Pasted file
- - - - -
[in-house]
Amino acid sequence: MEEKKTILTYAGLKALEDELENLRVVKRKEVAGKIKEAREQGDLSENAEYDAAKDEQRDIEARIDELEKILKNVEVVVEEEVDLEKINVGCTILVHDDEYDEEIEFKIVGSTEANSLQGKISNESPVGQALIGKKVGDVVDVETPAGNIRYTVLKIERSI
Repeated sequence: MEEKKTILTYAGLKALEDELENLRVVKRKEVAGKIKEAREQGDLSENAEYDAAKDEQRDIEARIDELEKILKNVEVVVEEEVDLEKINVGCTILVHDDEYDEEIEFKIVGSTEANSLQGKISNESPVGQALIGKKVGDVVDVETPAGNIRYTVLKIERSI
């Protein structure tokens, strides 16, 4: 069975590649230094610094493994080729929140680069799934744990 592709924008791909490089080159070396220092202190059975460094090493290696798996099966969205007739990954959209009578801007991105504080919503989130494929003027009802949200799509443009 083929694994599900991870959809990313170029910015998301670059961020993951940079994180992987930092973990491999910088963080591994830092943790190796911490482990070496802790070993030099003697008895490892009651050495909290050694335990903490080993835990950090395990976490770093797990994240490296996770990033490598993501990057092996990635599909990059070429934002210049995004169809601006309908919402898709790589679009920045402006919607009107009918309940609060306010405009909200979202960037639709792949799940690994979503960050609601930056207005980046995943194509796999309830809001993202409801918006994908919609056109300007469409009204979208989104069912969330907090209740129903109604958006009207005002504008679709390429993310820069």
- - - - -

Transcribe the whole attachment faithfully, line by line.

[in-house]
Amino acid sequence: MEEKKTILTYAGLKALEDELENLRVVKRKEVAGKIKEAREQGDLSENAEYDAAKDEQRDIEARIDELEKILKNVEVVVEEEVDLEKINVGCTILVHDDEYDEEIEFKIVGSTEANSLQGKISNESPVGQALIGKKVGDVVDVETPAGNIRYTVLKIERSI
Repeated sequence: MEEKKTILTYAGLKALEDELENLRVVKRKEVAGKIKEAREQGDLSENAEYDAAKDEQRDIEARIDELEKILKNVEVVVEEEVDLEKINVGCTILVHDDEYDEEIEFKIVGSTEANSLQGKISNESPVGQALIGKKVGDVVDVETPAGNIRYTVLKIERSI
């Protein structure tokens, strides 16, 4: 069975590649230094610094493994080729929140680069799934744990 592709924008791909490089080159070396220092202190059975460094090493290696798996099966969205007739990954959209009578801007991105504080919503989130494929003027009802949200799509443009 083929694994599900991870959809990313170029910015998301670059961020993951940079994180992987930092973990491999910088963080591994830092943790190796911490482990070496802790070993030099003697008895490892009651050495909290050694335990903490080993835990950090395990976490770093797990994240490296996770990033490598993501990057092996990635599909990059070429934002210049995004169809601006309908919402898709790589679009920045402006919607009107009918309940609060306010405009909200979202960037639709792949799940690994979503960050609601930056207005980046995943194509796999309830809001993202409801918006994908919609056109300007469409009204979208989104069912969330907090209740129903109604958006009207005002504008679709390429993310820069």